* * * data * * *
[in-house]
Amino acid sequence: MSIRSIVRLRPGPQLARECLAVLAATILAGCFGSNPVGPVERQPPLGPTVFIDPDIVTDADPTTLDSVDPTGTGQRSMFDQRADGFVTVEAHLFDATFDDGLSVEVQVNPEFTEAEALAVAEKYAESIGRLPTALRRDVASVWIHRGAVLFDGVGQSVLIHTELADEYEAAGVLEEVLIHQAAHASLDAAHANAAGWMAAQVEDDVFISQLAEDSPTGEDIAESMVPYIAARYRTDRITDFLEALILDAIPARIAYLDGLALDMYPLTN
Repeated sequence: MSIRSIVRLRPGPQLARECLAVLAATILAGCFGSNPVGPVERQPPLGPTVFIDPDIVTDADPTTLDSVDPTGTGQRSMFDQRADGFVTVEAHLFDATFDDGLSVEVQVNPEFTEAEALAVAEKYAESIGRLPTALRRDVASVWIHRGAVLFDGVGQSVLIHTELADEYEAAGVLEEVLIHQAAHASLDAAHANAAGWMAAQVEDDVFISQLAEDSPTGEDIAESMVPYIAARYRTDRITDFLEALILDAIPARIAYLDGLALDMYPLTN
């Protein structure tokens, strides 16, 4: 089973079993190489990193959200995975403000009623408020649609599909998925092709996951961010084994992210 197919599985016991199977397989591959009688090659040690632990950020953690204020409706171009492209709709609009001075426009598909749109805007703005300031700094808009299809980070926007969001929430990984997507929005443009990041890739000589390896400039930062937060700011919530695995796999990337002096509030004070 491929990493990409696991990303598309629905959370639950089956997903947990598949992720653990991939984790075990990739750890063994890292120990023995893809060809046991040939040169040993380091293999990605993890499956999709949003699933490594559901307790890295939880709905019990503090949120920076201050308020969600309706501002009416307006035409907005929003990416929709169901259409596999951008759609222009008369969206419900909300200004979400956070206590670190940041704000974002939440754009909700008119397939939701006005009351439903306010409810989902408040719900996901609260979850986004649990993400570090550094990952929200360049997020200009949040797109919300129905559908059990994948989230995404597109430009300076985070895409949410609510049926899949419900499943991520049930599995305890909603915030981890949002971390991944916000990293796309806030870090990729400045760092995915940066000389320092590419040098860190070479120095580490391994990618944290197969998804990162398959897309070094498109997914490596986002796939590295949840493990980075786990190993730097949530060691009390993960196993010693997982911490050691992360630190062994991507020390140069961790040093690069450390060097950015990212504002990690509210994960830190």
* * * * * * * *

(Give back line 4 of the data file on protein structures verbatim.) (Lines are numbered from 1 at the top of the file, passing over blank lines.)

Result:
């Protein structure tokens, strides 16, 4: 089973079993190489990193959200995975403000009623408020649609599909998925092709996951961010084994992210 197919599985016991199977397989591959009688090659040690632990950020953690204020409706171009492209709709609009001075426009598909749109805007703005300031700094808009299809980070926007969001929430990984997507929005443009990041890739000589390896400039930062937060700011919530695995796999990337002096509030004070 491929990493990409696991990303598309629905959370639950089956997903947990598949992720653990991939984790075990990739750890063994890292120990023995893809060809046991040939040169040993380091293999990605993890499956999709949003699933490594559901307790890295939880709905019990503090949120920076201050308020969600309706501002009416307006035409907005929003990416929709169901259409596999951008759609222009008369969206419900909300200004979400956070206590670190940041704000974002939440754009909700008119397939939701006005009351439903306010409810989902408040719900996901609260979850986004649990993400570090550094990952929200360049997020200009949040797109919300129905559908059990994948989230995404597109430009300076985070895409949410609510049926899949419900499943991520049930599995305890909603915030981890949002971390991944916000990293796309806030870090990729400045760092995915940066000389320092590419040098860190070479120095580490391994990618944290197969998804990162398959897309070094498109997914490596986002796939590295949840493990980075786990190993730097949530060691009390993960196993010693997982911490050691992360630190062994991507020390140069961790040093690069450390060097950015990212504002990690509210994960830190």